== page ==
Cardinal Winning and Scottish Politics
Shortly after Archbishop O’Brien was made a cardinal, there appeared in the bookshops a biography of his predecessor Thomas Winning, by Stephen McGinty. The extracts which appeared in The Herald point to a series of problems during Winning’s reign as Archbishop of Glasgow.
When he became auxiliary bishop in that diocese in 1971, its debt stood at £484000. However, by 1988 the deficit reached £4 million, and various reasons, including high interest rates and a number of building projects, were presented to parishioners, but the largest single item was missing from the list – the £3.8 million which had been spent on the archdiocesan offices. By 1993 the deficit had reached £12.8 million and McGinty claims that the archdiocese was on “the brink of bankruptcy”. He comments on a meeting of priests called to receive an explanation of the disastrous financial position: “Had a majority or even a powerful majority displayed a lack of confidence in Winning and written to the Papal Nuncio or the Congregation of Bishops expressing such sentiments, he may have been removed”.
“As the debt rose,” McGinty tells us, “so did Winning’s plea for parishioners to dig deeper”. And many of them did; there was an elderly woman who appeared in the diocesan office with £743 in loose notes and a Clydebank woman who posted a cheque for nearly £28 000, which she had obtained from the sale of her house. Such is the foolish devotion of the Roman Catholic faithful, and it is particularly pathetic in view of the Cardinal’s unwillingness to move out of his luxurious villa in one of Glasgow’s leafy suburbs, as one of his financial advisers suggested.
It is rather surprising, in view of the large number of Scottish Roman Catholics who have been Labour Members of Parliament that Winning should have claimed: “Donald Dewar and all those fellows were bigots”. It would seem that Winning was expressing his frustration that not enough of these Roman Catholic MPs had been promoted as far as he felt he had the right to expect. And it is significant that, after a controversy with the Prime Minister out of which neither of them emerged with credit, Tony Blair described the Cardinal privately as an untrustworthy character. McGinty adds: “Winning himself was no longer the diehard Labour cheerleader that people assumed; instead, he had uncoupled himself from the party’s bandwagon and had already begun rolling towards the Scottish National Party”.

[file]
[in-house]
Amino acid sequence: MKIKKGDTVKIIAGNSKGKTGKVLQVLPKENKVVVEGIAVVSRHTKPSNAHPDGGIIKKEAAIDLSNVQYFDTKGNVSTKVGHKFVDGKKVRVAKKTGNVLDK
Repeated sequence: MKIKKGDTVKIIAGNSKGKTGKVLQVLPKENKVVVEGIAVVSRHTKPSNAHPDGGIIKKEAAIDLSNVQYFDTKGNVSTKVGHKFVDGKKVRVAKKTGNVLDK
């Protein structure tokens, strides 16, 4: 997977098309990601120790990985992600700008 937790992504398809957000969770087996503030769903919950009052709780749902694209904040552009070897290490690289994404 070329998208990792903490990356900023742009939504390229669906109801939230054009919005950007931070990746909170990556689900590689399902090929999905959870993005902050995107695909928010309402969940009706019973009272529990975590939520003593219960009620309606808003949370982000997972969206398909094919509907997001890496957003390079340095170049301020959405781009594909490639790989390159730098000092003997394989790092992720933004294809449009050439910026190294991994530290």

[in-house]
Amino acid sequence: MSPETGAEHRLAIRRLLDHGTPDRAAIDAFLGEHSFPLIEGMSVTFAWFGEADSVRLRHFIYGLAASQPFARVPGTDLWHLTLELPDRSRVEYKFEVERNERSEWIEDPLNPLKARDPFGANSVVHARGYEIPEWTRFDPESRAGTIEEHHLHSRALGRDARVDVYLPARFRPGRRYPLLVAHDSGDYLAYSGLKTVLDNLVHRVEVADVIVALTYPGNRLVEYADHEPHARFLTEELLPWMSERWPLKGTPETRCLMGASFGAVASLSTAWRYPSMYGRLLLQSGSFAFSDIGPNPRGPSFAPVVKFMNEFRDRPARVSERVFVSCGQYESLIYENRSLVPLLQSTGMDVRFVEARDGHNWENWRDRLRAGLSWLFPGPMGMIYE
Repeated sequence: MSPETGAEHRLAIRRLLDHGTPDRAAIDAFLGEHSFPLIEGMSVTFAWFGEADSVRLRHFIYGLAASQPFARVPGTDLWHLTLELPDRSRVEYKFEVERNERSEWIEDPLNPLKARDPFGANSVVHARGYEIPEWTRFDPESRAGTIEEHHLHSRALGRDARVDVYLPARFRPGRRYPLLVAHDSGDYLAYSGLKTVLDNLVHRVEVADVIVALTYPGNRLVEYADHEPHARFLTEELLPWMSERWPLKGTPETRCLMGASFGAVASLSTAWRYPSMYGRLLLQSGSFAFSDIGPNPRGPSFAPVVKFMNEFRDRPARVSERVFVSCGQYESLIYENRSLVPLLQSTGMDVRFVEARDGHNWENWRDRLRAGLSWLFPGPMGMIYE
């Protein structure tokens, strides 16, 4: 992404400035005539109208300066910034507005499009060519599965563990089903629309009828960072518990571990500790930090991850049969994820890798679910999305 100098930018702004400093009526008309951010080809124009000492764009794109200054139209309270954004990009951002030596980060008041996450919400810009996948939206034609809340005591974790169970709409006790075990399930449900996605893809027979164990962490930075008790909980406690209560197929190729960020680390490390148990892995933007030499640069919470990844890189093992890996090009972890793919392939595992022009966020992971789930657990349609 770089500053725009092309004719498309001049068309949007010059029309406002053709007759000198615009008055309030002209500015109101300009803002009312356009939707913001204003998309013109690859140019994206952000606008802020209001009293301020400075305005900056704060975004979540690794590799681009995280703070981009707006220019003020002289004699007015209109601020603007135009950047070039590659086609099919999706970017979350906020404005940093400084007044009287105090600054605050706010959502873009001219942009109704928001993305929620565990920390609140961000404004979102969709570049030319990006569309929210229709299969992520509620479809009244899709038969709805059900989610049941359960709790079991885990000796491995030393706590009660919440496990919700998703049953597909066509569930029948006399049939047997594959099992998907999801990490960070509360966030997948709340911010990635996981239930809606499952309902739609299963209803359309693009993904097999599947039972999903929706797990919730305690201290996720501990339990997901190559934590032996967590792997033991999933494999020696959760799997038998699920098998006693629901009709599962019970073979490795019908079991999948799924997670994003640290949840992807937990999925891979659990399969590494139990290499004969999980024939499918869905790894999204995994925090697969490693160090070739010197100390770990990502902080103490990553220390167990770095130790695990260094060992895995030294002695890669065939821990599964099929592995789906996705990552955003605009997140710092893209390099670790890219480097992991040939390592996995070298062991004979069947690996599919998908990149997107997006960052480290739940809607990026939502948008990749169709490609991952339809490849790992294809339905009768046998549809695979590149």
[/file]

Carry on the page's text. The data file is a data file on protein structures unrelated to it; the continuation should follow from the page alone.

Ominously, the then SNP leader Alex Salmond is quoted as expressing to Winning “his ambition to remove all trace of anti-Catholicism from the party and to provide a natural alternative to Labour”. One fears that what is represented as the removal of “anti-Catholicism” represents in reality a move to a pro-Roman-Catholic position. No doubt it is in the light of this move that we ought to view the sycophantic remarks of the present SNP leader John Swinney following the announcement that O’Brien was to be made a cardinal: “Archbishop O’Brien’s elevation . . . marks an historic moment for our nation. He has already shown himself to be a man of true faith, working tirelessly for all the people of Scotland. His commitment to his nation is beyond doubt and as cardinal I know he will prove to be a powerful and persuasive campaigner for compassion. As we watch the ceremony in the Vatican, all of Scotland will feel pride in seeing Archbishop O’Brien become cardinal.” However, some Scots felt no pride in the matter. It has to be said that their position was not only more scriptural, it was more realistic.